More than 20 partners from all areas of the European car industry worked together in the EUREKA ITEA Cluster EAST-EEA project to develop a common software interface for electronic devices to be used in all cars from 2009. This will make the next generation of vehicles quicker to design and cheaper to bring to market, while maintaining high quality standards.
Electronics are being used increasingly to improve safety and comfort in all areas of the car – from engine, steering and braking control to communications, entertainment and man-machine interfaces. The problem is that, when a new component is introduced, not only must it be tested thoroughly but so must all existing components to ensure none has been adversely affected.
As a result, introducing new electronics is increasingly expensive and development cycles are getting longer. Car makers, component suppliers and academics collaborated in the EAST-EEA (electronics architecture and software technology-embedded electronic architecture) project to create a solution giving Europe a competitive edge in car development.
Plug and play technology
The project had three aims – to create the standard middleware, define a high-level language to make it accessible and develop specialist tools, including test tools and demonstrators. EAST-EEA has now created a new software architecture that allows easier integration of new electronics in cars through 'plug-and-play' technology, dramatically reducing development time and costs to market.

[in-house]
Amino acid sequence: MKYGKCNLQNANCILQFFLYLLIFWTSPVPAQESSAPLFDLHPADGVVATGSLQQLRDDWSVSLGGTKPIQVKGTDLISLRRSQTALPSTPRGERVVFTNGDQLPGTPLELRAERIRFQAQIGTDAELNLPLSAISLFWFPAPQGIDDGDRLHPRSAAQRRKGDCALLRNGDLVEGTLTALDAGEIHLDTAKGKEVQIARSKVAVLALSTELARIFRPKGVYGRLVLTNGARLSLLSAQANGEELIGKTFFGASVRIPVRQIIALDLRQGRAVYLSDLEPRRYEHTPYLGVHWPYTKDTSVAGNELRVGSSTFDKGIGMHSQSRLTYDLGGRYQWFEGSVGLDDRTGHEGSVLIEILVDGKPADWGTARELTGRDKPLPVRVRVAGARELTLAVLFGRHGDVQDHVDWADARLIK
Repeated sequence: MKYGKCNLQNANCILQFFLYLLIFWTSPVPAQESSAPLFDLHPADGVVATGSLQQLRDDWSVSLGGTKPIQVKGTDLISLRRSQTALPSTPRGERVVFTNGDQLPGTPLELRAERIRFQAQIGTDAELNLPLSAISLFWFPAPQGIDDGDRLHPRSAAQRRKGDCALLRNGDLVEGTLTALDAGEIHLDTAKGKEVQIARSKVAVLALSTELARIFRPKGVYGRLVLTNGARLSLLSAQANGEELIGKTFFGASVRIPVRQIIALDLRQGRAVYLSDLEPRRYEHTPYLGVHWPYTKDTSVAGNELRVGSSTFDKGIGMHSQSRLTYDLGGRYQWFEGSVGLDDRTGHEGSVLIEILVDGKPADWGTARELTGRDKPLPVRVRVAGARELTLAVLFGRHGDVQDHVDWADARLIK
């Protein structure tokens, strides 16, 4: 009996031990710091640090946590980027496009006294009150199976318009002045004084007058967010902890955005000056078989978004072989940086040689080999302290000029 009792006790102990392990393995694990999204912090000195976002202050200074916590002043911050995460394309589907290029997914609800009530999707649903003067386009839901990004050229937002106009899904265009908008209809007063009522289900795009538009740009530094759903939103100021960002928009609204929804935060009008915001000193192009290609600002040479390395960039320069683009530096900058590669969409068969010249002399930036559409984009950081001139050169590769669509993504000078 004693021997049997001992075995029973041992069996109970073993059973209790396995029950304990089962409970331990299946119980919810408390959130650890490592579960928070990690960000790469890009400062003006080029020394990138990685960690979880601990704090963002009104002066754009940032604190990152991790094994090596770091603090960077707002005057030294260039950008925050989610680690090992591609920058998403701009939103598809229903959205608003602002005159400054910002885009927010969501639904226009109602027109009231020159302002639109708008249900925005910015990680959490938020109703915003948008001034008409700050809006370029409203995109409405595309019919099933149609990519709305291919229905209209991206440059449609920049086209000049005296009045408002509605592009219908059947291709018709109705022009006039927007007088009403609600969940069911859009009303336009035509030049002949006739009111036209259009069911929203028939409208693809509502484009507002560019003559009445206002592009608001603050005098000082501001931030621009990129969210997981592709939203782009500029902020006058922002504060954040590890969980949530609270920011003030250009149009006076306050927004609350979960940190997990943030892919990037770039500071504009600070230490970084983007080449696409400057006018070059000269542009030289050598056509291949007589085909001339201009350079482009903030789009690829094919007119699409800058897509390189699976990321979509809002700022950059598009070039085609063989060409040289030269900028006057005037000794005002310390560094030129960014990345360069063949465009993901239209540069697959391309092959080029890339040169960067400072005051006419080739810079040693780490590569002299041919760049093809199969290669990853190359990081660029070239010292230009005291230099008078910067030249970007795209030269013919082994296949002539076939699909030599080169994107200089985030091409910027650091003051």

"We set out to create a standard middleware for cars that integrates all of the different electronic systems, subsystems, modules and components delivered by different suppliers into the complete network of a vehicle system," explains Joseph Beretta of PSA Peugeot Citroen.
"The challenge is to manage efficiently the constantly increasing complexity of electronically controlled functions in today's and tomorrow's vehicles. The EAST-EEA architecture, its software engineering methods and their validation are essential for this advanced technology. It not only means that new systems such as new electronic steering systems are quicker to design and to market, it also guarantees a level of quality which is very important if European cars are to be competitive."
EAST-EEA was a massive undertaking, occupying 250 person-years, a budget of €40 million, and partners from four countries (France, Germany, Italy and Sweden) including car manufacturers, equipment suppliers and academic and research institutions. It was awarded the ITEA Achievement Award in 2004.
Although the project has now ended, the work continues. The results of EAST-EEA are being used as the basis for the EU Sixth Framework Programme project EASIS and the car industry's automotive open system architecture (AUTOSAR) initiative – a direct spin-off from EAST-EEA that is expected to produce its first results by 2010.
Source: Eurekalert & othersLast reviewed: By John M. Grohol, Psy.D. on 21 Feb 2009
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